City of York give athletics chiefs a run for their money

City of  York Athletic Club  chair Neil Hunter

City of York Athletic Club chair Neil Hunter

Published in Sport York Press: Photograph of the Author by , Sports reporter

CITY of York Athletic Club chiefs are celebrating after their governing body climbed down over huge rises in affiliation fees.

England Athletics have confirmed the annual charges adult club athletes pay to take part in competition will rise next April from £5 to £10 – instead of the £20 they had announced in the aftermath of the London 2012 Olympics and Paralympics.

Neil Hunter, chair of City of York Athletic Club, accused the body of “looking to make a fast buck” when the fees were first mooted, believing England Athletics were looking to cash in after clubs were swamped by new recruits following the successful games.

The Press reported in October how City of York had faced a bill of about £4,500 after committing to shouldering the prospective increases rather than passing them on to members but, after joining with clubs across to the country to lobby England Athletics, they have achieved a breakthrough.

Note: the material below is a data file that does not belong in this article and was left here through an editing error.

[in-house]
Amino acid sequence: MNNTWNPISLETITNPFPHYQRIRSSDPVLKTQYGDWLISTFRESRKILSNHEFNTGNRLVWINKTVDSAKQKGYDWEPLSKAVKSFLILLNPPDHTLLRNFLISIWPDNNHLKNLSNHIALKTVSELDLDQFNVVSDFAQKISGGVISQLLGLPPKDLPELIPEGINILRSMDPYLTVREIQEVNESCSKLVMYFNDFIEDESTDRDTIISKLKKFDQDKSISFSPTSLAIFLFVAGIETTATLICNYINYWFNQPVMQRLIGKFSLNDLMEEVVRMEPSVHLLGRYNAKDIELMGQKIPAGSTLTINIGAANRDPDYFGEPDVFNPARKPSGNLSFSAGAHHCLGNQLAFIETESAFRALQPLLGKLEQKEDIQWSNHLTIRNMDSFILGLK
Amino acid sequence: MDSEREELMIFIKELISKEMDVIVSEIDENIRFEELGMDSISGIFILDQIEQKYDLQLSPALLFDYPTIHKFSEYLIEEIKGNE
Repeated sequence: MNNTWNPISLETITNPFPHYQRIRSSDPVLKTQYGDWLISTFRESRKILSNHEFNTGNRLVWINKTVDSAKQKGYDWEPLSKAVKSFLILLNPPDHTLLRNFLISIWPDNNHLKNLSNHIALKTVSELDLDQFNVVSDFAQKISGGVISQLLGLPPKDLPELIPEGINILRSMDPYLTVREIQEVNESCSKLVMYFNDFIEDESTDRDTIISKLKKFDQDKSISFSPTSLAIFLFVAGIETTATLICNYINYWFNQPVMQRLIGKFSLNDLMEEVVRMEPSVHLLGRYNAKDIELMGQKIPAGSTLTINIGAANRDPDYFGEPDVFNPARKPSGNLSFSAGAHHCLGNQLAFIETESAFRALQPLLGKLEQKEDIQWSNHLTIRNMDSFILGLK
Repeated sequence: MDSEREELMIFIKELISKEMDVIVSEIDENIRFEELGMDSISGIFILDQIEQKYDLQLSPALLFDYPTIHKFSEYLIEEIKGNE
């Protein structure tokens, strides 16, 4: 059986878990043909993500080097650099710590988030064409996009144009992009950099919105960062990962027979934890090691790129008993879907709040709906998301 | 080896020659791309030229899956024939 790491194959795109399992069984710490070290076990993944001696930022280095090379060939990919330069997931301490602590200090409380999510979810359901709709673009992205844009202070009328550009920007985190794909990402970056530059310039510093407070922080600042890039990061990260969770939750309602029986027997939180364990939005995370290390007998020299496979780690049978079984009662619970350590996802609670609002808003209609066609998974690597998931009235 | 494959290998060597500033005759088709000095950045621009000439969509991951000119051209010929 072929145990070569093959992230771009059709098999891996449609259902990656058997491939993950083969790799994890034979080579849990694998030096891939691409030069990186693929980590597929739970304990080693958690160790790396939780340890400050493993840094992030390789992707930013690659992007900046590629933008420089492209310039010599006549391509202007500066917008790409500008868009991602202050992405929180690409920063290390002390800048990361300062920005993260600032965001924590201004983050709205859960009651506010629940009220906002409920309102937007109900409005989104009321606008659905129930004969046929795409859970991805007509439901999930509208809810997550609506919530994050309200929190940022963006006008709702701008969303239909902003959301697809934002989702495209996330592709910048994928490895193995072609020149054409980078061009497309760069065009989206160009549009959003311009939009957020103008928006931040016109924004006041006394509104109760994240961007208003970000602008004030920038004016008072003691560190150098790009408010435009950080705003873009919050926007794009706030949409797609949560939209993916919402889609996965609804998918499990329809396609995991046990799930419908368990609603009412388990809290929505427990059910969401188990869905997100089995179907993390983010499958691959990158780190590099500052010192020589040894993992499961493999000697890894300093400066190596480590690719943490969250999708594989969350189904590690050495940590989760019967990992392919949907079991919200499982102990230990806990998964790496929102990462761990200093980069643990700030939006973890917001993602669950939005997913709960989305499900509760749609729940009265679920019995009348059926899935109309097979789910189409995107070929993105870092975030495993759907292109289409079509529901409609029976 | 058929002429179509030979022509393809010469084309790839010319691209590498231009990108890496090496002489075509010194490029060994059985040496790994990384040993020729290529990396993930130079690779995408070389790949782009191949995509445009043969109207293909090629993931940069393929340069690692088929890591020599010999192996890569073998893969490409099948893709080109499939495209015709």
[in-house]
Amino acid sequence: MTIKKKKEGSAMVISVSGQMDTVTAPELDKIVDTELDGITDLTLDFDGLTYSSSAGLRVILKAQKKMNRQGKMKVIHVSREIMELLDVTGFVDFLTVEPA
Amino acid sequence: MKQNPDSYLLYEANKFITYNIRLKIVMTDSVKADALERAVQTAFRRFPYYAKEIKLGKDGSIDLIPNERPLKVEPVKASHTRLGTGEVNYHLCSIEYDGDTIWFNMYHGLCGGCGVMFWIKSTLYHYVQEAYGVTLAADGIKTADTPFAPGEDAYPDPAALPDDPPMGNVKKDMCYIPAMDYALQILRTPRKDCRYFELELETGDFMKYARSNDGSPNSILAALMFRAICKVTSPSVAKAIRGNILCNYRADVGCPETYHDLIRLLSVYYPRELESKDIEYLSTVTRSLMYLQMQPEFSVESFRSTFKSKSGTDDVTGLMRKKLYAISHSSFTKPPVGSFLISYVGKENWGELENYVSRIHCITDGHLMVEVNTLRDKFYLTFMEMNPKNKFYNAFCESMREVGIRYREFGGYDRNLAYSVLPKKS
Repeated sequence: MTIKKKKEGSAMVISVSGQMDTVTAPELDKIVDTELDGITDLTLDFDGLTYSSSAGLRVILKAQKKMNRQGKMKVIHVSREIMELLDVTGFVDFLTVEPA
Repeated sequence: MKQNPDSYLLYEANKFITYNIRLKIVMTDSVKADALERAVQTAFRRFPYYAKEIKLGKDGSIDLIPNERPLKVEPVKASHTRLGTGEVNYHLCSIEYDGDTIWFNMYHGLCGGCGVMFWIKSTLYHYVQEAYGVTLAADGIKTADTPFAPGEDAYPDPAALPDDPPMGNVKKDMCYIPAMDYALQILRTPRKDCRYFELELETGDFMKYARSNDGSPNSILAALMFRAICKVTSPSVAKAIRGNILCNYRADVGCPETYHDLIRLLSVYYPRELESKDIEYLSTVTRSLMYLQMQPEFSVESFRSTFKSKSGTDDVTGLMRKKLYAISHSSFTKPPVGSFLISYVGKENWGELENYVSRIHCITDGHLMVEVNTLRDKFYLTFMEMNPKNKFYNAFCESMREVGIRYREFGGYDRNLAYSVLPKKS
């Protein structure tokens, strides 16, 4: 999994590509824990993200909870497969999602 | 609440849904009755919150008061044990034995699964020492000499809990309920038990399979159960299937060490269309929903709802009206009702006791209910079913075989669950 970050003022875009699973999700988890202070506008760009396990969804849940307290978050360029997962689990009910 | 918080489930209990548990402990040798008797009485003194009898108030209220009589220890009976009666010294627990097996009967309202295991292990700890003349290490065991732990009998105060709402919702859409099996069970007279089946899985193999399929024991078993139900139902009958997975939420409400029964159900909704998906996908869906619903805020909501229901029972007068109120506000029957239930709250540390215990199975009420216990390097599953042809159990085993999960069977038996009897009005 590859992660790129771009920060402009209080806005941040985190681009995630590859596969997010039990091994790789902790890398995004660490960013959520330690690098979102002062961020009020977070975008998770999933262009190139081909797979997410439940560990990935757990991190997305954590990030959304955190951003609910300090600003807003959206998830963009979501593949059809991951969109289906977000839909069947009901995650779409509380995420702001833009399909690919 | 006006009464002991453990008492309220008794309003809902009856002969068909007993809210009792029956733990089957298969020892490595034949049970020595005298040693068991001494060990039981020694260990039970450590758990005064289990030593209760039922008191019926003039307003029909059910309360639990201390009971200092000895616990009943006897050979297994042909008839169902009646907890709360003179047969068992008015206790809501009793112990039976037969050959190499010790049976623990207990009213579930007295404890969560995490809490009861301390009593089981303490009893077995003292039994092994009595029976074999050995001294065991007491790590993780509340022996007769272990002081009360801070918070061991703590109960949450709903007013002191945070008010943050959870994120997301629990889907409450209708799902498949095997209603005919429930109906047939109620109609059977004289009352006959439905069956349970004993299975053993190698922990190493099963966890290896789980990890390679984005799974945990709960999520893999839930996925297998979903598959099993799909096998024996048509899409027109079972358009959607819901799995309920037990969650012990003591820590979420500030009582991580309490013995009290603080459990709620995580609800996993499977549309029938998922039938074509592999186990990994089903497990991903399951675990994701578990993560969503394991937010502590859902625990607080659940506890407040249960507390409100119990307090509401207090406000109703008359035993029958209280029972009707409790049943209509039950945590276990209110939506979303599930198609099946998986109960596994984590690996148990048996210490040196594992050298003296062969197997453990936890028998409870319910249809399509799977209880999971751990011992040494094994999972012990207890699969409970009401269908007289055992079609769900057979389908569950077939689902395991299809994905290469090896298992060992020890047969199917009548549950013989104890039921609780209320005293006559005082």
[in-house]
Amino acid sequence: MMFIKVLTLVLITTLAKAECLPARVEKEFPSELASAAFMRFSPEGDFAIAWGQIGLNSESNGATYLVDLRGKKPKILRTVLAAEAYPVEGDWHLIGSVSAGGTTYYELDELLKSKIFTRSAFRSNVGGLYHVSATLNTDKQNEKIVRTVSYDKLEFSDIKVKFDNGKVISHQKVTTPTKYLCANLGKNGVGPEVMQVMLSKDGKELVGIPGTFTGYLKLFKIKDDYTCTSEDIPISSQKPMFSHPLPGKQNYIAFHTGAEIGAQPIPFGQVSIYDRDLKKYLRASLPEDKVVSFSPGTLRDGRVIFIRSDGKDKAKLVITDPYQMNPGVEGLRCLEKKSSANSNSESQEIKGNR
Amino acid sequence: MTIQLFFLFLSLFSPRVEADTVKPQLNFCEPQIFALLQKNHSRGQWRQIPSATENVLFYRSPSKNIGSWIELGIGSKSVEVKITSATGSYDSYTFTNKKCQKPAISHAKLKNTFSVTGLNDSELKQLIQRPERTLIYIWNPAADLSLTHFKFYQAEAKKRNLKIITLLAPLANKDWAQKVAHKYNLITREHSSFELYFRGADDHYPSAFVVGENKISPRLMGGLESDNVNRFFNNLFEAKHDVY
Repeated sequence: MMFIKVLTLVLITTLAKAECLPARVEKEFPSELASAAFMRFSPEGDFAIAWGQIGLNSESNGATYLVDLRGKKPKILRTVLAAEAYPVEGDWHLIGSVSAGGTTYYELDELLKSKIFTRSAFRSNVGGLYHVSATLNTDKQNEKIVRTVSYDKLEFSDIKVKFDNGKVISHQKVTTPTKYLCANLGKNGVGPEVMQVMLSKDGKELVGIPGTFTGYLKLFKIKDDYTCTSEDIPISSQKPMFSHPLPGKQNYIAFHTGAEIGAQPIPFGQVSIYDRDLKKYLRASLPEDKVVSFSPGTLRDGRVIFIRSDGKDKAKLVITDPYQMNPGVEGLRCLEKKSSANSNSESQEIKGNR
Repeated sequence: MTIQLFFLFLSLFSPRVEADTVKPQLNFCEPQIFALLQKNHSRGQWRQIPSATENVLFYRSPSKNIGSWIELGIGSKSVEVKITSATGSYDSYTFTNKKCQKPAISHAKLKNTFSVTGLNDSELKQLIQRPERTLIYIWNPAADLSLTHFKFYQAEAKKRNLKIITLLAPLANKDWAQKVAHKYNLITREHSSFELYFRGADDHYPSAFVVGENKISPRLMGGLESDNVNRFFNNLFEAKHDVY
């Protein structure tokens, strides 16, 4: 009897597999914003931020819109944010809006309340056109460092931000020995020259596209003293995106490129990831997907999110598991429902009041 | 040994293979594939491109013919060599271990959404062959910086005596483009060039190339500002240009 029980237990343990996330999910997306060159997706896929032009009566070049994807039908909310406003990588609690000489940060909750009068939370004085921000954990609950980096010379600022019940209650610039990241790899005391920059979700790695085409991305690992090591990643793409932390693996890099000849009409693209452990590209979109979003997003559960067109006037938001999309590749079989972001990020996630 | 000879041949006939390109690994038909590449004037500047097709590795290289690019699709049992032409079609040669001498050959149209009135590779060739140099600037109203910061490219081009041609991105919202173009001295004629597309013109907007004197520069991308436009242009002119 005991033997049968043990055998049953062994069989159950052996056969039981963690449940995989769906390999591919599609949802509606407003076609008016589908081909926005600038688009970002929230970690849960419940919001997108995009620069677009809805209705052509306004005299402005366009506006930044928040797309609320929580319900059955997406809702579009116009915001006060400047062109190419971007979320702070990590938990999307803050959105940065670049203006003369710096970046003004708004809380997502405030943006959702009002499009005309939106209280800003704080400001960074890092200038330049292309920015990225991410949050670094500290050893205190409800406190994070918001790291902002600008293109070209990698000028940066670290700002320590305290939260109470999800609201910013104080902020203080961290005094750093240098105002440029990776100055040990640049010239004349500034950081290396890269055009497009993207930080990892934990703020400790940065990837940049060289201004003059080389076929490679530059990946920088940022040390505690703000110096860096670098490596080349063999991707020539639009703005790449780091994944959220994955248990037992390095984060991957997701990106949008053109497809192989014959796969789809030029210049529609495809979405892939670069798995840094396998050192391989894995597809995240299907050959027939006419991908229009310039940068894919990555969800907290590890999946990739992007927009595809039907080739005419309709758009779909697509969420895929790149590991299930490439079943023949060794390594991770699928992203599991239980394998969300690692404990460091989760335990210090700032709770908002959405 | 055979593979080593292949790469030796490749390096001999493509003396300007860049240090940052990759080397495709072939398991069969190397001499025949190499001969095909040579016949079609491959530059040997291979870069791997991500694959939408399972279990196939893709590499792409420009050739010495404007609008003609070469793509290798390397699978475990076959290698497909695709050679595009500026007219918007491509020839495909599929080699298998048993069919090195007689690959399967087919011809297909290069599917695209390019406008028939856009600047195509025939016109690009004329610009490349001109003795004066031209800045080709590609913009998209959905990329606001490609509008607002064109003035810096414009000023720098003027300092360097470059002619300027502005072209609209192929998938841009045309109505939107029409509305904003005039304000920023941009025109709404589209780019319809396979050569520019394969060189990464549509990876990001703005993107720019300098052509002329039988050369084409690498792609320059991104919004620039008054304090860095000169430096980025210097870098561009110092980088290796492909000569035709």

In an email to Hunter, Chris Jones, chief executive of England Athletics, said: “The fee will be set for one year and we will work closely with the sport through an open process of consultation to agree what it should be for the remaining three years to 2017.”

The original proposal threatened to see adult charges rise from £5 to £20 and then by a further £1 every year until 2016.

Parents of youngsters aged under 11 were liable to be hit with an optional £15 fee if they wanted their children to be attached to the governing body – a levy that would have increased to £18 over the next four years.

England Athletics previously said the intention behind the original proposals had been a desire to change the way the sport was financed and denied the rise had been timed to coincide with a leap in participation as a result of the success of London 2012.

Hunter said today: “If they had said it was £10 in the first place we probably would have said it seemed like great value but to impose £20 without any consultation would have grated.

“The point was that it seemed to smack of opportunism.

“I am quite proud of the governing body to have the guts to do a U-turn.

“They have realised that we are all contributors and have listened to what we have told them and backtracked.

“I am surprised. It is rare that an organisation U-turns and this shows that they really care about grassroots athletics.

“We will still shoulder the increase and we have announced another price freeze for 2013.”

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